Hatchability evaluation

Eggs were sent to a hatchery in the city of Uberlândia, state of Minas Gerais, Brazil. Eggs from both treatments were stored between two and five days, incubated in multiple-stage Petersime incubators, and submitted to the same standardized incubation management and conditions. Hatchability was calculated as the average percentage of chicks hatched per week.

An incubation lot consisted of one, two, or more egg lots derived from a same farm. Four incubation lots (replicates), consisting of 11 egg lots, were chosen for the analysis of hatchability of treatment 1, and four incubation lots (replicates), consisting of eight egg lots, were selected in treatment 2. In total, 2,014,504 eggs were evaluated for hatchability.

Egg fertility evaluation

Infertile eggs were detected by embryo diagnosis, which was performed in five trays from the same incubation lot of the eggs that did not hatch after 21 days of incubation. The trays were located in the upper, middle, and lower part of the hatcher.

Eggs were individually broken, and care was taken to preserve the embryo, allowing the determination of the stage when embryo development stopped. Infertile eggs present the blastodisc as a single spot on the yolk, whereas fertile eggs present the blastoderm, i.e., the spot on the yolk and a halo around it (Adda, 2003). The weekly average of infertile eggs was calculated.

The same four incubation lots (replicates) per treatment used for hatchability analysis were utilized for fertility analysis. In total, 267,100 eggs were evaluated for fertility.

Statistical analysis

Data were evaluated by analysis of mixed models for repeated measures, considering the effects of treatment and age and their interaction, and five types of matrix structures of variance and covariance, using the PROC MIXED of SAS 9.3 (SAS Institute Inc., Cary, NC, USA). The structure used in the analysis tool was based on the lowest value of the Akaike Information Criterion (AIC). Means were compared by the test of Tukey-Kramer at 5% significance level.



There was no significant interaction between treatment and week when rooster body weight and egg hatchability and fertility (Table 4) were analyzed.



The roosters fed the specific male diet (treatment 2) presented statistically lower body weight (p<0.05), independently of week, compared with treatment 1 males (Table 4), indicating better body weight control was achieved. This is considered a favorable result, because there is a negative genetic correlation between weight gain and reproduction characteristics (Reddy & Kelly, 1991). Weight gain increased with age in both treatments, as expected (Table 4).

The hatchability of eggs derived from males fed the specific male broiler breeder diet (treatment 2) was statistically higher (p<0.05) than those from treatment 1 during all evaluated weeks, as shown in Table 4. The best hatchability was obtained in week 45 and the worst was observed in week 65, independently of treatment, as expected (Table 4).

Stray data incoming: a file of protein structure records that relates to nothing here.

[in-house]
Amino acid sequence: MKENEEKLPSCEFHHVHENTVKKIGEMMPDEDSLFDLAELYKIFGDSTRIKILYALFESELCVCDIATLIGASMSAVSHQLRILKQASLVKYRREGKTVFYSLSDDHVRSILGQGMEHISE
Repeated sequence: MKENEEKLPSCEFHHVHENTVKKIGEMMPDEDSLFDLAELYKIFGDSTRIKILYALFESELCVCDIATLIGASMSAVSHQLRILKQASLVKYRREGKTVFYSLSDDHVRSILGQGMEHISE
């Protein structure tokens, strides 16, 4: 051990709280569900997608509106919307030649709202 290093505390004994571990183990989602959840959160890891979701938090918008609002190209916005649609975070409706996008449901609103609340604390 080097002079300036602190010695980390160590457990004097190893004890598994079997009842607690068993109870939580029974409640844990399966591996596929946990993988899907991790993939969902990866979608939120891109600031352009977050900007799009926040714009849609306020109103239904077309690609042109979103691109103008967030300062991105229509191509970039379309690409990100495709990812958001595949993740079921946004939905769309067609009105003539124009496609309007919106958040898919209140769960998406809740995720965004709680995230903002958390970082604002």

The percentage of infertile eggs derived from treatment 2 roosters was statistically lower (p<0.05) compared with treatment 1, independently of week. The highest egg infertility percentage was observed in the last week analyzed (week 65) in both treatments (Table 4). Hocking (1990) observed that a low protein diet was associated with higher fertility, particularly during the latter part of the breeding period (49-60 weeks).

The specific male diet (treatment 2) metabolizable energy levels compared with the female diet (treatment 1), therefore allowing better control of rooster body weight, and consequent higher hatchability and lower infertile egg percentage (p<0.05). Romero-Sanchez et al. (2004) observed that low-density male broiler breeder diets, that is, with low crude protein and metabolizable energy levels, promoted good fertility. Low-density feeds have been frequently used to control broiler breeders' body weight (Leeson & Summers, 2000).

In the present study, the dietary energy level of the rooster diet (treatment 2) was the same as that recommended by Rostagno et al. (2011); however, Borges et al. (2006a) suggested that a lower energy level (2,660 kcal ME/kg) should be applied. The results also show that body weight was directly and positively correlated with energy intake, as previously demonstrated by Sexton et al. (1989). Excessive energy is mainly stored as body fat, increasing body weight and reducing both hatchability and fertility (Pearson & Herron, 1981; Leeson, 1999 and Borges et al., 2006a). As energy is the most expensive nutrient of feeds (Borges et al., 2006a), a specific male diet, containing energy levels, may reduce feeding costs and significantly improve reproductive efficiency.

Protein is the dietary nutrient that has the strongest effect on the reproduction indices of broiler breeder flocks (Borges et al., 2006b). The treatment 2 diet, which contained lower protein level, resulted in better body weight control and fertility, in agreement with North & Bell (1990). Romero-Sanchez et al. (2007) also obtained lower male broiler breeder weight when feeding diets with 12% crude protein (CP) compared with diets with 17% CP. Rostagno et al. (2011) recommend CP levels of 11.7 to 12.6% for male broiler breeders.

Fertility consistently improved when roosters were fed the male-specific diet compared with the female diet. French (2013) observed that fertility improved between 0.4 and 1.1% during the production cycle, but the greatest benefit was obtained after 53 weeks of age, when roosters were fed a different diet from that of females. In addition, the male-specific diet (treatment 2) increased the persistency of fertility. In a study carried out in The Netherlands, male broiler breeders were fed diets with three different CP levels (13.1, 14.2, 15.2%) and one single energy level (2,700 kcal), and the best fertility persistence was obtained with the diet containing 13.1% protein (French, 2013). In the present study, roosters fed the female diet with 15% CP (treatment 1) presented worse fertility than treatment 2 males. This was also observed by Hocking (1989), who indicated that the CP level of female diets (16% CP) negatively affects the fertility of 40 to 65-week-old roosters. According to Tardin (1990) feeding roosters a 16% protein diet increases feeding costs in 7 to 11% compared with diets containing 12% CP.



Feeding male broiler breeders a specific diet has beneficial effects on body weight control and on egg hatchability and fertility. This demonstrates that supplying a specific diet for male broiler breeders is economically viable, as it increases the number of chicks hatched.



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Laboratório de Nutrição Animal - LANRA
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CEP: 38400-902 Uberlândia, MG, Brazil
Phone: (34) 32182371

Submitted: November/2013
Approved: May/2014